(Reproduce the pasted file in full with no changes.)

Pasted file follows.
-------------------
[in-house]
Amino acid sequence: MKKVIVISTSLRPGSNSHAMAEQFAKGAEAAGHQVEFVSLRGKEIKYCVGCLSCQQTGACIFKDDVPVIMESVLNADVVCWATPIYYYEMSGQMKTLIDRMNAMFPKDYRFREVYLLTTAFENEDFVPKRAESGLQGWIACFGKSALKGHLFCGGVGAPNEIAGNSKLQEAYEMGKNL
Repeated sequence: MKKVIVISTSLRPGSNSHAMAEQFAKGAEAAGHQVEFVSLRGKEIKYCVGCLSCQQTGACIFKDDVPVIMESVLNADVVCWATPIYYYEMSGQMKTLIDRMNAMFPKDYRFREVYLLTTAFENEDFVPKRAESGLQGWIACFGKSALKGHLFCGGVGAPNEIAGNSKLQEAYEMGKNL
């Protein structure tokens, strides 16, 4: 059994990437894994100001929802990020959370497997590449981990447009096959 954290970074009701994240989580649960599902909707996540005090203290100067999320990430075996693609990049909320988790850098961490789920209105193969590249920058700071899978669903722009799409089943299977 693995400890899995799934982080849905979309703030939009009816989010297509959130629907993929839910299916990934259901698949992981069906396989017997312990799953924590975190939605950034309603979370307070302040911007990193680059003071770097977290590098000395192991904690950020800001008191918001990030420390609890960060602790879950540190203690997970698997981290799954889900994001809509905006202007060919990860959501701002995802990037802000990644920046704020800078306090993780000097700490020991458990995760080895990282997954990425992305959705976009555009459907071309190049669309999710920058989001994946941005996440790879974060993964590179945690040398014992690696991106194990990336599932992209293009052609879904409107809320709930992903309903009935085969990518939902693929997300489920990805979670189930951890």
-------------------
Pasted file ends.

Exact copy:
[in-house]
Amino acid sequence: MKKVIVISTSLRPGSNSHAMAEQFAKGAEAAGHQVEFVSLRGKEIKYCVGCLSCQQTGACIFKDDVPVIMESVLNADVVCWATPIYYYEMSGQMKTLIDRMNAMFPKDYRFREVYLLTTAFENEDFVPKRAESGLQGWIACFGKSALKGHLFCGGVGAPNEIAGNSKLQEAYEMGKNL
Repeated sequence: MKKVIVISTSLRPGSNSHAMAEQFAKGAEAAGHQVEFVSLRGKEIKYCVGCLSCQQTGACIFKDDVPVIMESVLNADVVCWATPIYYYEMSGQMKTLIDRMNAMFPKDYRFREVYLLTTAFENEDFVPKRAESGLQGWIACFGKSALKGHLFCGGVGAPNEIAGNSKLQEAYEMGKNL
């Protein structure tokens, strides 16, 4: 059994990437894994100001929802990020959370497997590449981990447009096959 954290970074009701994240989580649960599902909707996540005090203290100067999320990430075996693609990049909320988790850098961490789920209105193969590249920058700071899978669903722009799409089943299977 693995400890899995799934982080849905979309703030939009009816989010297509959130629907993929839910299916990934259901698949992981069906396989017997312990799953924590975190939605950034309603979370307070302040911007990193680059003071770097977290590098000395192991904690950020800001008191918001990030420390609890960060602790879950540190203690997970698997981290799954889900994001809509905006202007060919990860959501701002995802990037802000990644920046704020800078306090993780000097700490020991458990995760080895990282997954990425992305959705976009555009459907071309190049669309999710920058989001994946941005996440790879974060993964590179945690040398014992690696991106194990990336599932992209293009052609879904409107809320709930992903309903009935085969990518939902693929997300489920990805979670189930951890």